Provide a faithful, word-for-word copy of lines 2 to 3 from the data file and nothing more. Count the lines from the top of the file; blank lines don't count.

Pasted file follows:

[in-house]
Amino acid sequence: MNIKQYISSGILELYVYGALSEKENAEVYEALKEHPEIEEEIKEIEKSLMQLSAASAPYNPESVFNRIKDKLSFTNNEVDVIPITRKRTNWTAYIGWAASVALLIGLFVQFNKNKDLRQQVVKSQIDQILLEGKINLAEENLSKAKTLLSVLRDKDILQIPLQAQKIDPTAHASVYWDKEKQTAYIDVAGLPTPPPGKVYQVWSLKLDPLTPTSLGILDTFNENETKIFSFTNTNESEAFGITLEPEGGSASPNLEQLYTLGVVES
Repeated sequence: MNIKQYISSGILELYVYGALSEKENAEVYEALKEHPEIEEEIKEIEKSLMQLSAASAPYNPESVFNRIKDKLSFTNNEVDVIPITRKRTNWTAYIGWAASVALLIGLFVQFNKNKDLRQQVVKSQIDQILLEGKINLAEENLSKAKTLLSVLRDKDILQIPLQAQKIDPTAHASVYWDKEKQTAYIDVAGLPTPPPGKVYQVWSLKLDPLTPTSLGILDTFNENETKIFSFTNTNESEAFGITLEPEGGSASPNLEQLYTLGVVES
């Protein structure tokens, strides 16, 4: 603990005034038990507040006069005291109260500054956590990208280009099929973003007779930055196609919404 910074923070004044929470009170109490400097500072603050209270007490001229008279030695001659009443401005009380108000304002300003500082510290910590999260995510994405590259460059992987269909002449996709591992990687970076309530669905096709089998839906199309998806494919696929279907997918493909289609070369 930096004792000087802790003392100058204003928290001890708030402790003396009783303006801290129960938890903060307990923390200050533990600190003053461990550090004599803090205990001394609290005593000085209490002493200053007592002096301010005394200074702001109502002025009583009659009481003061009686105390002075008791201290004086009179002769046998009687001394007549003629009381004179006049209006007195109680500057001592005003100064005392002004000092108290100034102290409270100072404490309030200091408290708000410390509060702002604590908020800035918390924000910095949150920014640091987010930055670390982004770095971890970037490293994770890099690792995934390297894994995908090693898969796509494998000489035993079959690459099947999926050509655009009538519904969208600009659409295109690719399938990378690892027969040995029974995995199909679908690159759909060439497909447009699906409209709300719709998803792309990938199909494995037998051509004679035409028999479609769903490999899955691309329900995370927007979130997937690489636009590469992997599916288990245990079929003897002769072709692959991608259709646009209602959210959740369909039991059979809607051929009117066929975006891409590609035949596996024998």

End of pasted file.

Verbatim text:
Amino acid sequence: MNIKQYISSGILELYVYGALSEKENAEVYEALKEHPEIEEEIKEIEKSLMQLSAASAPYNPESVFNRIKDKLSFTNNEVDVIPITRKRTNWTAYIGWAASVALLIGLFVQFNKNKDLRQQVVKSQIDQILLEGKINLAEENLSKAKTLLSVLRDKDILQIPLQAQKIDPTAHASVYWDKEKQTAYIDVAGLPTPPPGKVYQVWSLKLDPLTPTSLGILDTFNENETKIFSFTNTNESEAFGITLEPEGGSASPNLEQLYTLGVVES
Repeated sequence: MNIKQYISSGILELYVYGALSEKENAEVYEALKEHPEIEEEIKEIEKSLMQLSAASAPYNPESVFNRIKDKLSFTNNEVDVIPITRKRTNWTAYIGWAASVALLIGLFVQFNKNKDLRQQVVKSQIDQILLEGKINLAEENLSKAKTLLSVLRDKDILQIPLQAQKIDPTAHASVYWDKEKQTAYIDVAGLPTPPPGKVYQVWSLKLDPLTPTSLGILDTFNENETKIFSFTNTNESEAFGITLEPEGGSASPNLEQLYTLGVVES